Why Amazon Prime may not be such a good thing for the company anymore

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Why Amazon Prime may not be such a good thing for the company anymore

Jeff Bezos, CEO of Amazon, which has had great success convincing customers to sign up for its Prime service.

Alex Wong / Getty Images

  • Amazon’s Prime service may be a good deal for customers, but it’s becoming a worse one for the company.
  • The key component of the subscription offering is its free-shipping deals.
  • But the cost of those deals also now eats up half of the $119 annual subscription price the company charges customers, estimates Dan Morgan, a portfolio manager who closely follows the company and whose fund owns Amazon shares.
  • Amazon’s fulfilment costs are slated to keep rising, thanks to price hikes by the major shippers.

Amazon’s Prime service may be starting to become too much of a good thing for the tech giant.

The offering has attracted some 100 million subscribers. That sizable customer base has in turn encouraged a growing number of third-party merchants to sign up as customers of Amazon’s fulfilment services. That’s because products offered by vendors who are part of that program are eligible for Prime’s free shipping offers.

So far, so good right? Prime brings more customers to Amazon, which lures in more merchants, which helps Amazon expand its product offerings, which likely attracts more shoppers and encourages existing ones to buy more items from Amazon.

The problem for the company is that shipping costs are rising, cutting into its profits and making its free shipping offers more costly. Amazon’s fulfillment costs have already been rising faster than its revenue, noted Dan Morgan, a senior portfolio manager at Synovus Trust, which owns Amazon shares.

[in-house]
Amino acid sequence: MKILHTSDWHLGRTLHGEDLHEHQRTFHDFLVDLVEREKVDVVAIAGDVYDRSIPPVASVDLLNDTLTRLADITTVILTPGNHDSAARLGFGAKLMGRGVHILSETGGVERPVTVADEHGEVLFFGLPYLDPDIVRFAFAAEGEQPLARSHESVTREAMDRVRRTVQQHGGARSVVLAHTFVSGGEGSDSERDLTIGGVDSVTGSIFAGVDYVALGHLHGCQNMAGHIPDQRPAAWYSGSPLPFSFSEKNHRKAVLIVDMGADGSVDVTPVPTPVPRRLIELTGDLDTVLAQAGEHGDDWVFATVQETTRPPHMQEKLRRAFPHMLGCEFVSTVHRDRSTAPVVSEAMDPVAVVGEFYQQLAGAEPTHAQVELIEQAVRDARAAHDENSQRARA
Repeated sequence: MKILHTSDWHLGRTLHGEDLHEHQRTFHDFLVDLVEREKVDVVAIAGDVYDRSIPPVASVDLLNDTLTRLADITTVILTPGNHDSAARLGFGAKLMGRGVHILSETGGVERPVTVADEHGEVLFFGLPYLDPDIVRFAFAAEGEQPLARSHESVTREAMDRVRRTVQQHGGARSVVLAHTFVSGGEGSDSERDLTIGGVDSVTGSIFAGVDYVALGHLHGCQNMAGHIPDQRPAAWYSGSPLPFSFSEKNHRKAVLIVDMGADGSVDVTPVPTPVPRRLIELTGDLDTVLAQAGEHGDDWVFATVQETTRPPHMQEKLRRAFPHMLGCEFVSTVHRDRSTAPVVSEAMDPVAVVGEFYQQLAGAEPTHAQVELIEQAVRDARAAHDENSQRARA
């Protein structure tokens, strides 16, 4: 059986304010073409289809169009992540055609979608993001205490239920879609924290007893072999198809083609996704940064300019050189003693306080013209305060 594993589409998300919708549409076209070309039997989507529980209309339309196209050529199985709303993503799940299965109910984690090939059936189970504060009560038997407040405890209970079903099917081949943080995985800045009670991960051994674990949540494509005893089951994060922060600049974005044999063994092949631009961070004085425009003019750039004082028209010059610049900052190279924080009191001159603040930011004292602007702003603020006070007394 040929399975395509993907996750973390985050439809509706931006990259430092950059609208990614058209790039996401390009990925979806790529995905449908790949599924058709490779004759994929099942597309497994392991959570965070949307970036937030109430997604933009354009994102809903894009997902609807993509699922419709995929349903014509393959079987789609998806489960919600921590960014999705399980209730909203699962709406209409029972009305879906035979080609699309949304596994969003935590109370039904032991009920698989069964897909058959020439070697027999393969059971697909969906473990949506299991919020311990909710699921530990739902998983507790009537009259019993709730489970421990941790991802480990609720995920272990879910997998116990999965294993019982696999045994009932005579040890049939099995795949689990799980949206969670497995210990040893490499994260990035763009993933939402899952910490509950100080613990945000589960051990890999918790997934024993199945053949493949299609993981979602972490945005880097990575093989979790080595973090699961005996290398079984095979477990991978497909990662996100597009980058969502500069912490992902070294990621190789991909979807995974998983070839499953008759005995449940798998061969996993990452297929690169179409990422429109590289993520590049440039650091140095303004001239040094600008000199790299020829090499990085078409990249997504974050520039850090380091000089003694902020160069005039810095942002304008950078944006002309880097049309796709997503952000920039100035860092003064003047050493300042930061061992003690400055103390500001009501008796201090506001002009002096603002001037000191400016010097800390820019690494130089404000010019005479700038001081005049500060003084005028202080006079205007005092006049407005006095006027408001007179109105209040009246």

One of the key questions for the company, he said in an email, is “How can Amazon balance its fulfillment/shipping costs with increased order volumes from Prime members?”

Free shipping is costly for Amazon to offer

Morgan is a longtime bull on Amazon, but much of his optimism about the company is due to its Amazon Web Services cloud-computing business and its burgeoning advertising business. He’s more skeptical of the prospects for its traditional retail business.

Read more:A gold mine is buried ‘under the weeds’ at Amazon — here’s why it could take the company beyond the $1 trillion mark

Amazon charges customers $119 a year for its Prime subscription. But about half of that amount is now being consumed by the cost of offering free shipping to customers, Morgan estimated.

Dan Morgan, a senior portfolio manager at Synovus Trust, worries about rising shipping costs at Amazon.
Bloomberg/YouTube

Those costs could continue to rise.

Amazon spent $25.2 billion on fulfillment costs in 2017, which was up 43% from the year before and amounted to 14% of the company’s total revenue. That amount likely rose to $35 billion, or 15.1% of the company’s sales, for all of 2018, and will probably jump to $43.3 billion, or 15.4% of sales, this year, estimates Benchmark analyst Daniel Kurnos in a recent report.

Indeed, Kurnos worried that shipping-related factors may have weighed down Amazon’s results over the holidays. While Wall Street analysts as a whole are betting that the company posted $3.7 billion in operating income in the fourth quarter, Kurnos is forecasting $3.2 billion.

Amazon is slated to report its holiday period results on Thursday.

“We are somewhat cautious … given external pressure on delivery costs and significant increases in same-day to two-day shipping,” he said.

Amazon is facing price hikes

Part of the problem for Amazon going into this year is that all three of the major domestic shippers — the US Postal Service, FedEx, and United Parcel Service — just hiked their prices. Amazon recently adjusted its own charges for merchant customers who take advantage of its fulfillment services. But it’s unclear if its higher charges will fully cover its increased costs. And regardless, those fees only apply to third-party merchants, not to products Amazon sells itself.

Add it all up, and Prime’s free shipping offering is becoming a better deal for customers — and a worse one for Amazon.

The “rising fulfillment costs not only hurt operating margin, but it also erodes revenues from Prime members, as the $119.00 annual fee revenue evaporates as shipping costs rise,” Morgan said.

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